But during a visit from Canada, three hundred and ten years after it had survived the great fire, and probably half a millennium since it was initially built, I was aghast to see this wonderful long-lived haven had been torn down and an awful modern monstrosity built to take its place. Right across from William the Conqueror’s tourist-crowded Tower of London.

I wept. Surely if such sacrilege had been done in the reign of Good Queen Bess she would have had the perpetrators’ heads chopped off. Their heads rolling over the cobblestones just a few yards away from the Tiger’s front door to spurt pools of dark arterial blood in fitting, vivid penance. And appropriately right there in the middle of the Tower Hill courtyard where so many of the Royal Blood and aristocratic elite, accused of much lesser crimes, like alleged treason and other simple transgressions against the crown, met that inexorable fate after long months and years confinement in the Tower. But certainly not for crimes as heinous as destroying the Tiger tavern.

Going to work in the ancient square mile of the City of London business district was full of interest. Every morning, as they still do today, around half a million people poured into the ancient centre of bustle and business. They arrived by bus, trolley-bus, commuter train and underground railway. Floods of people arrived at London Bridge Station from innumerable trains, then crossed over London Bridge on foot from the south side of the Thames, while thousands more came from outlying suburban areas to the north, east and west. But by seven o’clock in the evening all was quiet, the hordes had gone home to suburbia and the streets were practically deserted. So most City pubs and restaurants closed up shop when their last customers, making their way homeward, disappeared down into the tube stations or, as many of them did, headed west for the continuing night life of the West End—the Strand, Piccadilly, Mayfair, Chelsea, and Knightsbridge. For the rest of the night the City was sparsely inhabited, peopled only by office cleaners, stalwart constables of the City of London’s own police force treading their silent patrol beats, and a few late workers and lonely caretakers.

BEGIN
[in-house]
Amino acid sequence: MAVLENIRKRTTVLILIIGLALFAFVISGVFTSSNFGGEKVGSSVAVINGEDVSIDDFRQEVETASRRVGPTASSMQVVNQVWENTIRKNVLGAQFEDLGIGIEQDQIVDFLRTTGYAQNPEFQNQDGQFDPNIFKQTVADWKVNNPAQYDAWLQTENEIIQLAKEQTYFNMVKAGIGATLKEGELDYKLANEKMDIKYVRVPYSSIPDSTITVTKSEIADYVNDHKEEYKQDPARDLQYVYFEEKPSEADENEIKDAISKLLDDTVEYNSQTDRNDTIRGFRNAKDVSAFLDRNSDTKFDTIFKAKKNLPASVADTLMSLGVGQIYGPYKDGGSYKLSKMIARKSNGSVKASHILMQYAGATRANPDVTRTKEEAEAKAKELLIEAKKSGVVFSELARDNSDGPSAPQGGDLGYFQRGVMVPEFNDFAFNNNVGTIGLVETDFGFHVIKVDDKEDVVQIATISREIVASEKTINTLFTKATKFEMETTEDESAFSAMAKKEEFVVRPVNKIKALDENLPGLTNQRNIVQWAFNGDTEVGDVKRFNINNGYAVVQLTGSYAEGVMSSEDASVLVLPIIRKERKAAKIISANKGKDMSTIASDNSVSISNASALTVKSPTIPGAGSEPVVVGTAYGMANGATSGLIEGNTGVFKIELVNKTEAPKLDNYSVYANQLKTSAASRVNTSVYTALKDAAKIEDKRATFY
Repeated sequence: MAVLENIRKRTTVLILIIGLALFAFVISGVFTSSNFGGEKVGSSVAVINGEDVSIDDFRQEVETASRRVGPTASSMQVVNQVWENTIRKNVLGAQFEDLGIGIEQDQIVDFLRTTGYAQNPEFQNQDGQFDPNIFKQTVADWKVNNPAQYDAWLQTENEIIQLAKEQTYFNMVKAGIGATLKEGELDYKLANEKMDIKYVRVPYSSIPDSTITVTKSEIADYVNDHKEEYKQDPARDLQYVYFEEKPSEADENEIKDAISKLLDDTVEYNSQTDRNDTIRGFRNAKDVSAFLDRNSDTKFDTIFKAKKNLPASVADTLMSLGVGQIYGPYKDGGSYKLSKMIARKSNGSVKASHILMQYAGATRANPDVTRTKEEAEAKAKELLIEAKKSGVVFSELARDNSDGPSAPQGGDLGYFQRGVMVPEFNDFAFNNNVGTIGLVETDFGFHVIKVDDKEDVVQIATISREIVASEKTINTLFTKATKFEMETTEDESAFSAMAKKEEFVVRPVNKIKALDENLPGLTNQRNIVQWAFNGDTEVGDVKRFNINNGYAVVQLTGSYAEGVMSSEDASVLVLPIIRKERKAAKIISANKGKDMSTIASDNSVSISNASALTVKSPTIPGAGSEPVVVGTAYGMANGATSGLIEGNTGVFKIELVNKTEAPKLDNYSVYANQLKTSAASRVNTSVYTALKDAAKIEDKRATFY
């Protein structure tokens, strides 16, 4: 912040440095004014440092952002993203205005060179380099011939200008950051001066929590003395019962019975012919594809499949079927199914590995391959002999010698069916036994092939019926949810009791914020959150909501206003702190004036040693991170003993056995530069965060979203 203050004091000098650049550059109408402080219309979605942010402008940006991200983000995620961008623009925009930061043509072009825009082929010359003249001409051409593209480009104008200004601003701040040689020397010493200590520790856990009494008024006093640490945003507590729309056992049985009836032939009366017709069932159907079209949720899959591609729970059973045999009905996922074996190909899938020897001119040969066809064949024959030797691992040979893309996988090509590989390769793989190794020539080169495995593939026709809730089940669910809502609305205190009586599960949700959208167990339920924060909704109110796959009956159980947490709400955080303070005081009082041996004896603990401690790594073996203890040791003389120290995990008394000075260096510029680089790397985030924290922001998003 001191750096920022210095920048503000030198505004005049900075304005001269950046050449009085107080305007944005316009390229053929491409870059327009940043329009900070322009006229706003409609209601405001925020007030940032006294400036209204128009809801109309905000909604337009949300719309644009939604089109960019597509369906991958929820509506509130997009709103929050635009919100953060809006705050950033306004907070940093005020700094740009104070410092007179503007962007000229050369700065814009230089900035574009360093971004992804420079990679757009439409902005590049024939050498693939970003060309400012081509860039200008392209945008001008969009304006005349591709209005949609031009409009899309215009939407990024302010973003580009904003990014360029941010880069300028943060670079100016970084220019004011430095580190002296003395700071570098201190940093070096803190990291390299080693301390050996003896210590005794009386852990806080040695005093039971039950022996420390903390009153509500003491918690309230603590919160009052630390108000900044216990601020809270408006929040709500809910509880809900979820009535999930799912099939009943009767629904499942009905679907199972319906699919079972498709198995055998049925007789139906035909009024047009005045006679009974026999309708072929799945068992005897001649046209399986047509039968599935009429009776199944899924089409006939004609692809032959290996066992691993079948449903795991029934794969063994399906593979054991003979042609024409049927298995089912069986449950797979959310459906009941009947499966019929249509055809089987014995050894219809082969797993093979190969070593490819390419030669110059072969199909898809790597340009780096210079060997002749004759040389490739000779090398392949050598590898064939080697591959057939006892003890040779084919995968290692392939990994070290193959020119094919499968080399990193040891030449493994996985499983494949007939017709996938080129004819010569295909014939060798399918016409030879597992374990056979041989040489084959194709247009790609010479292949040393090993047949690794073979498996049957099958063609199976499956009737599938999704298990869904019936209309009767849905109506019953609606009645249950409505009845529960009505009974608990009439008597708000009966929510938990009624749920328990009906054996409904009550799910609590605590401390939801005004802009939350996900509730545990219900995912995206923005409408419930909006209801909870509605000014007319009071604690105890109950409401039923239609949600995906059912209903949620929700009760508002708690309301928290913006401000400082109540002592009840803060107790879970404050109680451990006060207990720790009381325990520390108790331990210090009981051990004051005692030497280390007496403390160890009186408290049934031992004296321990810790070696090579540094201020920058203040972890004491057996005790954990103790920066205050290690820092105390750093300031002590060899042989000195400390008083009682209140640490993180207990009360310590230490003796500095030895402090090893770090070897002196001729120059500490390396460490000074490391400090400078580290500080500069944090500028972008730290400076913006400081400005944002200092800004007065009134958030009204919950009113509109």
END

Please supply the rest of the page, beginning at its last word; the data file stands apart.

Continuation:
But down near the Tower and the river’s edge, the old Tiger tavern during its last two decades of existence, remained as it had ever been for generations of London’s ladies and gentlemen: An inviting haven of traditional hospitality and living history.

Three Flying Men in a Stringbag

One morning, when flying my Seafire XV and approaching the airfield, I saw a Fairey Swordfish torpedo bomber chugging upwind towards the circuit at a ground-speed all of seventy knots. As I passed them by, I saw that the Stringbag, as the old biplane was affectionately called, had bicycles strapped on either side of the fuselage and its three occupants, waving casually to me, were grouped together in very close and matey proximity as if they were holidaymakers sharing a dodge-'em car at the Southend-on-Mud fun fair.